Both starch and cellulose are polysaccharide carbohydrates composed of many subunits of the monosaccharide glucose joined in long chains. However, the orientation of the bond between the glucose monomers is different in the two polysaccharides. Cellulose bonds are oriented so that the bonds are resistant to human digestive enzymes. Starch bonds are oriented so that human digestive enzymes can hydrolyze the bond and break down the starch molecule. The bond orientation in starch also causes starch to react with solution to display a dark blue/black color.
- Monosaccharide • Monomer
- Disaccharide • Polymer
- Polysaccharide • Amylase
- Reducing Sugar • Simple Sugar
- Oxidize • Reduce
- Free Aldehyde
- Test for different types of carbohydrates based on bond types and functional groups contained within the molecule.
- Understand the classification of carbohydrates and discuss structural characteristics of carbohydrate molecules.
- Learn the nutritional differences between simple and complex carbohydrates.
- Carbohydrate samples* (5) • Benedict’s solution
- 2% starch solution • Iodine solution
- 2% glucose solution • 60° water bath
- 10x100mm test tubes (14) • Medicine Cups
- Test tube rack (2)
- Marker/wax pencil
- Test tube clamp
- Disposable pipettes OR p-1000 Micropipettes with tips
*Examples include 2% solutions of glucose, starch, sucrose, lactose, fructose, albumin, etc.
- Set up two test tube racks with seven test tubes each.
- Label one rack Simple and the other rack Complex.
- In each rack, label one tube starch and one tube glucose. These are your controls. For the simple sugars, glucose is the positive control and starch is the negative control. For complex sugars, glucose is the negative control and starch is the positive control.
- In each rack, label one tube for each of the five samples provided.
- Dispense 2 mL of each sample, including the starch and glucose, into the corresponding tubes.
- For the rack labeled Simple:
- Add 0.5 mL of Benedict’s solution to each tube.
- Place the rack in the 60 0 C water bath for 10 minutes.
- After 10 minutes, remove each tube from the water bath using a test tube clamp and record the color change in Table 1.
- For the rack labeled Complex:
- Add 0.5 mL of iodine solution to each tube.
- The iodine reaction will be immediate. Record the results in Table 1.
- After all samples have been tested and results recorded:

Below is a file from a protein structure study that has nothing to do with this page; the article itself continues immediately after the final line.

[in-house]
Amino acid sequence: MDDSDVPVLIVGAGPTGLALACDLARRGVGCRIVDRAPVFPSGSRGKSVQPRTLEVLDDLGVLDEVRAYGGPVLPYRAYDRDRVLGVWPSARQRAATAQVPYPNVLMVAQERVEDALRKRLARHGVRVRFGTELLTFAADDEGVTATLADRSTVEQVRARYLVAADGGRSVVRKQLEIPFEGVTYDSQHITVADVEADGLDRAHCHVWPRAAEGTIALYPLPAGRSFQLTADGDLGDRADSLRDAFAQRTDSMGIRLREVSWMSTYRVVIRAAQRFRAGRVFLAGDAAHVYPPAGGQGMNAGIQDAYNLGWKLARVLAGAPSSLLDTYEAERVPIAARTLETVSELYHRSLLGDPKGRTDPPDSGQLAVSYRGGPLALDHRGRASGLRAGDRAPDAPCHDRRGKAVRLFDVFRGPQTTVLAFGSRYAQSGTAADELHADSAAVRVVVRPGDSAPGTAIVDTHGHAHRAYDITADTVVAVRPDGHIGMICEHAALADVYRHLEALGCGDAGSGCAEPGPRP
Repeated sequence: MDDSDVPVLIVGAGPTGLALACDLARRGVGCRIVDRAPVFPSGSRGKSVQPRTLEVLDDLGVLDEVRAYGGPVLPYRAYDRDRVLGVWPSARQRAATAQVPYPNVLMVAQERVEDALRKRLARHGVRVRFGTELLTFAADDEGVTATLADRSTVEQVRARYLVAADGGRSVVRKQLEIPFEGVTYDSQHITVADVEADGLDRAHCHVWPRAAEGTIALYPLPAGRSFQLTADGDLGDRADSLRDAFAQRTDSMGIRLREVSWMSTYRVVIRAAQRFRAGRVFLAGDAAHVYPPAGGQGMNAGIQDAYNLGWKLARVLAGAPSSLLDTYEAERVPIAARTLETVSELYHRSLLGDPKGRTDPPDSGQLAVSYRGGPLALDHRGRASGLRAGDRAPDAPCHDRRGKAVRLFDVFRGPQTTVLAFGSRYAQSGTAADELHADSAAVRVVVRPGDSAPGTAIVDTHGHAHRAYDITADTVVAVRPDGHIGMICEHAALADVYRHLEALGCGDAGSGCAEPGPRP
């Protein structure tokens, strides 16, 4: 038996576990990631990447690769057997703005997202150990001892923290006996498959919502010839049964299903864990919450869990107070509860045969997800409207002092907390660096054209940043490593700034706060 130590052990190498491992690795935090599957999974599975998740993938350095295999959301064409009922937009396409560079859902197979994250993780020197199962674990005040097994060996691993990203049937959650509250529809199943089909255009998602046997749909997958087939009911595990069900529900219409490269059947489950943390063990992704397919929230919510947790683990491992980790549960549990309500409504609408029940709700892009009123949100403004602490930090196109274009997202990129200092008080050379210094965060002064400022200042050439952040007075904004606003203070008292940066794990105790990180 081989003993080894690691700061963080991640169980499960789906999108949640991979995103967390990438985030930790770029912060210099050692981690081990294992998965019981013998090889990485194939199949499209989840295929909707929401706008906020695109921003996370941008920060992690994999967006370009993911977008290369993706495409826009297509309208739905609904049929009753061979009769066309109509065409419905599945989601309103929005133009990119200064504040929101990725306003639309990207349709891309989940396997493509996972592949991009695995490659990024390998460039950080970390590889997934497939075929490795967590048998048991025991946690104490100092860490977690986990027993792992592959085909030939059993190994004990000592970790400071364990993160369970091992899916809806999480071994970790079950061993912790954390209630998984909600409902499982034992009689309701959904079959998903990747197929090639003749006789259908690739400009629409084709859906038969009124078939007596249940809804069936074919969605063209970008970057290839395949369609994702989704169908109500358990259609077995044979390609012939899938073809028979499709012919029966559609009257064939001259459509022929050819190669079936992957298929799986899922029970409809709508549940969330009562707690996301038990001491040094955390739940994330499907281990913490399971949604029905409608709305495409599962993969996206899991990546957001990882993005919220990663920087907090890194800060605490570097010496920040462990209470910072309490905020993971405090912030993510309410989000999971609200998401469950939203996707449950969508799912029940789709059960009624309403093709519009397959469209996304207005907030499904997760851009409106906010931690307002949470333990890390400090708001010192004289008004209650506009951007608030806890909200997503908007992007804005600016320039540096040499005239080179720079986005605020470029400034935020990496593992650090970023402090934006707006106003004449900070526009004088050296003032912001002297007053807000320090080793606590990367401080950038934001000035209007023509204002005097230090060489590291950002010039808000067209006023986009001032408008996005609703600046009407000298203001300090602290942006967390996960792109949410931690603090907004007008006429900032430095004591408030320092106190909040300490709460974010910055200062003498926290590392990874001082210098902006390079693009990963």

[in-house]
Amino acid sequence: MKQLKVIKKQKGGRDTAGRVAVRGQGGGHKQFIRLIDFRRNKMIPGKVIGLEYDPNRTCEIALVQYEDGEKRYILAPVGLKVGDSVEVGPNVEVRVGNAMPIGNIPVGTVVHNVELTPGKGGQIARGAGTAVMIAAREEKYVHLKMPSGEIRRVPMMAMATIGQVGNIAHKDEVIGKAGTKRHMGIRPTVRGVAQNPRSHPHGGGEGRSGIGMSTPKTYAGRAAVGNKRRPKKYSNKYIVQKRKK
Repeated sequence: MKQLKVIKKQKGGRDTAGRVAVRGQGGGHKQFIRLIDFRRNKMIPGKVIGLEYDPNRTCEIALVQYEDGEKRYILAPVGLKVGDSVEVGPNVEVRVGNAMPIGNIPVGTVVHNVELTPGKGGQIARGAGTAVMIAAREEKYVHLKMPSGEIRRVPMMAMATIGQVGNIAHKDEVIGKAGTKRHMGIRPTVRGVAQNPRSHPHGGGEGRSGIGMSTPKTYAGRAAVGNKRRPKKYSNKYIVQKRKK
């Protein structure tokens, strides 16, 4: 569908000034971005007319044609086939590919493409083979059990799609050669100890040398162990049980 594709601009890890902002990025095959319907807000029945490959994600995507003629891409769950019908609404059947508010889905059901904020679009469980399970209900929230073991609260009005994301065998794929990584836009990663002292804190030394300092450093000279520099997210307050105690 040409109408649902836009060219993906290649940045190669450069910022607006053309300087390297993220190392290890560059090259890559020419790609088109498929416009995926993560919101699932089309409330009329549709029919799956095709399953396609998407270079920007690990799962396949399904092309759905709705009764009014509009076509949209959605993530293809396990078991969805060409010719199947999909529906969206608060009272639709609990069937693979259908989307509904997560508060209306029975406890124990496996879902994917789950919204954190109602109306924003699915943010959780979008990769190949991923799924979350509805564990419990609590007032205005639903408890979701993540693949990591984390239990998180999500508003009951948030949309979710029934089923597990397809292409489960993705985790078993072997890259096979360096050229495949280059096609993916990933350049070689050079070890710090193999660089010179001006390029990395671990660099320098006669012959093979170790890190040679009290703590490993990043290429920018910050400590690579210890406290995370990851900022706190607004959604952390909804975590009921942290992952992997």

- Dispose of all samples in a waste container as instructed by the professor.
- Wash all test tubes, using the test tube brush to remove any residue.
- Return cleaned test tubes to their rack, placing them upside down to dry.
- Return any unused samples and sample bottles to the tray/basket.
Sugar Type: Simple, Complex
- Name the three elements that bond to form carbohydrates.
- What are the two major classes of carbohydrates?
- What distinguishes a monosaccharide from a disaccharide?
- What is the name and structure of the functional group that characterizes a simple sugar?
- What color changes indicate a simple sugar when Benedict’s solution is added to a sample and heated?
- What color change indicates the presence of starch when iodine solution is added?
- Why can the polysaccharide starch be broken down by human digestive enzymes but the polysaccharide cellulose fiber cannot? Explain the difference in structure.
- What is the function of the liver with respect to carbohydrate metabolism?
- Name the two hormones associated with maintaining the optimal blood glucose level in the human body.
- Name two diseases associated with carbohydrate management.
Licenses and Attributions
One of the major groups of organic molecules that make up the cell. They are primarily responsible for the storage of energy within the cell, but they also aid in the structural support of tissues. They are commonly referred to as sugars, starches, or fibers. Carbohydrates include monosaccharides, disaccharides, and polysaccharides.